The Fight for Control of the Heritage Foundation

Jim DeMint’s ouster has become the epicenter of a battle over the direction of the conservative movement.

Sean Gardner / Reuters

Updated 7:06 p.m.

The drama over the removal of the president of the Heritage Foundation, Jim DeMint, is partly classic Washington power politics. But it also reflects tensions over the organization’s relationship with the Trump administration and with Trumpist ideology.

DeMint, the former South Carolina senator who has led the conservative institution since 2013, was ousted on Tuesday after a meeting of Heritage’s board, which voted unanimously to remove him. News of DeMint’s likely imminent departure was first reported by Politico last week.

In a statement released after a 4:30 p.m. staff meeting presided over by former president Ed Feulner, board chairman Thomas A. Saunders offered a starkly critical assessment of DeMint’s tenure.

“After a comprehensive and independent review of the entire Heritage organization, the Board determined there were significant and worsening management issues that led to a breakdown of internal communications and cooperation,” the statement read. “While the organization has seen many successes, Jim DeMint and a handful of his closest advisers failed to resolve these problems.”

In its statement on Tuesday, Heritage announced that Feulner will be taking over the organization as it looks for a permanent replacement.

The driving force behind DeMint’s ouster, according to multiple sources close to the organization, was Mike Needham, the CEO of Heritage Action for America, the organization’s political arm. Needham, these sources say, made a power play to push DeMint out, and is appealing to both pro- and anti-Trump elements to accomplish it.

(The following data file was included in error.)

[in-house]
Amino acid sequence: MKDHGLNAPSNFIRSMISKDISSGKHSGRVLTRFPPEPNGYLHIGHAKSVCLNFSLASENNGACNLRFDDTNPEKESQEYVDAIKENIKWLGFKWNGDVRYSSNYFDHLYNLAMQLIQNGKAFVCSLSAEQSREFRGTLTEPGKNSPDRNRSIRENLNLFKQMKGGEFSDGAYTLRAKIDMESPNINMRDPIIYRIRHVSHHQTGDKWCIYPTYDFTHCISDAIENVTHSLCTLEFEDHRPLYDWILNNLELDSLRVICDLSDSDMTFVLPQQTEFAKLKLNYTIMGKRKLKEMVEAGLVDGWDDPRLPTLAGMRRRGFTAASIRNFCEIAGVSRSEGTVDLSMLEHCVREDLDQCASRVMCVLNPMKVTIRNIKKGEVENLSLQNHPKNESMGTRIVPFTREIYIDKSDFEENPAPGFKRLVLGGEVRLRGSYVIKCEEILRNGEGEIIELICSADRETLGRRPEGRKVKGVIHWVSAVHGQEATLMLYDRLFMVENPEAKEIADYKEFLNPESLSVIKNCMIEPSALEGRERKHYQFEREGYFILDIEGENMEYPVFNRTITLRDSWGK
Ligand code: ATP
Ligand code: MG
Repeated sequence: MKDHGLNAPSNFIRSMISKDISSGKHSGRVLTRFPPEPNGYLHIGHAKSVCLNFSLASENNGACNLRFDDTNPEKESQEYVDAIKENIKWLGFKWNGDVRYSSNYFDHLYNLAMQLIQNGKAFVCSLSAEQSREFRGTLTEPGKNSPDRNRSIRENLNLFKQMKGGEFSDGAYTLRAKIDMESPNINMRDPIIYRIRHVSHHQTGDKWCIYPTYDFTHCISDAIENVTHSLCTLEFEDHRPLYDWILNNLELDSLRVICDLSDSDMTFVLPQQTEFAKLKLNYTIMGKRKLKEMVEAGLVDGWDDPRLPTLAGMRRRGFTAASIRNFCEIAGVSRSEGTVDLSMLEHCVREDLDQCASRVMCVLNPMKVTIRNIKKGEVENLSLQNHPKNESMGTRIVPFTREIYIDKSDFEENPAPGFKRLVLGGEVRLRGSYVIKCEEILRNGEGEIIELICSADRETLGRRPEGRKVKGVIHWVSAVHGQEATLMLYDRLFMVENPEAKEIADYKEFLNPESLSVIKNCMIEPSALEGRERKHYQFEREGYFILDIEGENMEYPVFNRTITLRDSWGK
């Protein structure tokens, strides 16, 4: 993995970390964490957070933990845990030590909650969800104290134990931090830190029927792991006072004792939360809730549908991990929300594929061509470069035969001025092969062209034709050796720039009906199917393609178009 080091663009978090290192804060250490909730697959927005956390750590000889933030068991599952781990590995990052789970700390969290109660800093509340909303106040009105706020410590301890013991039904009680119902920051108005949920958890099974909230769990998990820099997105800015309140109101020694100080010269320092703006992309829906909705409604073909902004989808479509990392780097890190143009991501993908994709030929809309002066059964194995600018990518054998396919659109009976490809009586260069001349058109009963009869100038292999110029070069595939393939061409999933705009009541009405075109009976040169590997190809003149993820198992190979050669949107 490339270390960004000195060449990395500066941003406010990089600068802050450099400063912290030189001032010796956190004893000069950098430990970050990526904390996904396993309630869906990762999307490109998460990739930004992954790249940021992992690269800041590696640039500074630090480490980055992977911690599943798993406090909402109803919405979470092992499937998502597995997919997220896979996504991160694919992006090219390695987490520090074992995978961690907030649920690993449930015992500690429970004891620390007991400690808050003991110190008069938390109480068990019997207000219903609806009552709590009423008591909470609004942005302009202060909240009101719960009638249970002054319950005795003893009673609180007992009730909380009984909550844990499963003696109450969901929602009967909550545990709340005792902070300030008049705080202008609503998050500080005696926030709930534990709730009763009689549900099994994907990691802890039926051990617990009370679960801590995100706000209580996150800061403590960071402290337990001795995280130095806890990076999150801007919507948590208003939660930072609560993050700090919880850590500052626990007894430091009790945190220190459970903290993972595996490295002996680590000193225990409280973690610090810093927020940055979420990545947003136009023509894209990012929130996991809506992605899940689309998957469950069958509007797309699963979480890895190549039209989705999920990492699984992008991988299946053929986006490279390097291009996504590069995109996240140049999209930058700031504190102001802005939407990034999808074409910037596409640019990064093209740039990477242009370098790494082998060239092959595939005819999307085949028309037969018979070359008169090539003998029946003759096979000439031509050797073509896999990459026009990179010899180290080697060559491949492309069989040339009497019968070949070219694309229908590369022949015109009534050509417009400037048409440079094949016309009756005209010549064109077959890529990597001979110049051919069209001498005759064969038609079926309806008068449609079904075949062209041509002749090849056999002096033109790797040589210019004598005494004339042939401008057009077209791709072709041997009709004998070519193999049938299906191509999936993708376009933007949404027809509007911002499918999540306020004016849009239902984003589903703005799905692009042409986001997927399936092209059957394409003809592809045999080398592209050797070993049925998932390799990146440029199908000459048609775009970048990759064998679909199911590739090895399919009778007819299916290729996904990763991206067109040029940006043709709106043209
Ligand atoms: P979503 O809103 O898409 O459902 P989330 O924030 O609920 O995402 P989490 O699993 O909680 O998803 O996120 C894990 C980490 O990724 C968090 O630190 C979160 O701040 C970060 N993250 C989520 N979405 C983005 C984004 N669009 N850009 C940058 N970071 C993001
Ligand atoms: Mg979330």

"Needham has been laying the groundwork for this for two years," said a source close to Heritage. "He's been badmouthing DeMint to board members for a long time. He's got his sights set on taking over the whole thing eventually." According to a senior Republican congressional aide, Needham has been “trashing” DeMint to board members and saying that people in the White House and Congress prefer to deal with him rather than DeMint.

Multiple people close to the situation called DeMint's ouster a "coup," and said the driving force behind it was not philosophical but old-fashioned ambition and power politics. "This is an old-as-time story," said one source.

But nowadays, it’s difficult for a conflict like this on the right to unfold outside the context of ideological friction over Donald Trump and his nationalist agenda. Several people familiar with Needham's jockeying said he has successfully exploited the growing philosophical tensions on the American right—and, specifically, on the board of Heritage—to get his way.

To the Trump-averse elements on the board, Needham has pointed to DeMint's growing coziness with the new administration as evidence that the think tank, a beacon of movement conservatism, needs a new steward. At the same time, Needham has been telling pro-Trump board members like Rebekah Mercer that Heritage needs a leader who will follow the president's lead—even going so far as to float White House chief strategist Steve Bannon, a key Mercer ally, as a potential future president, according to one source.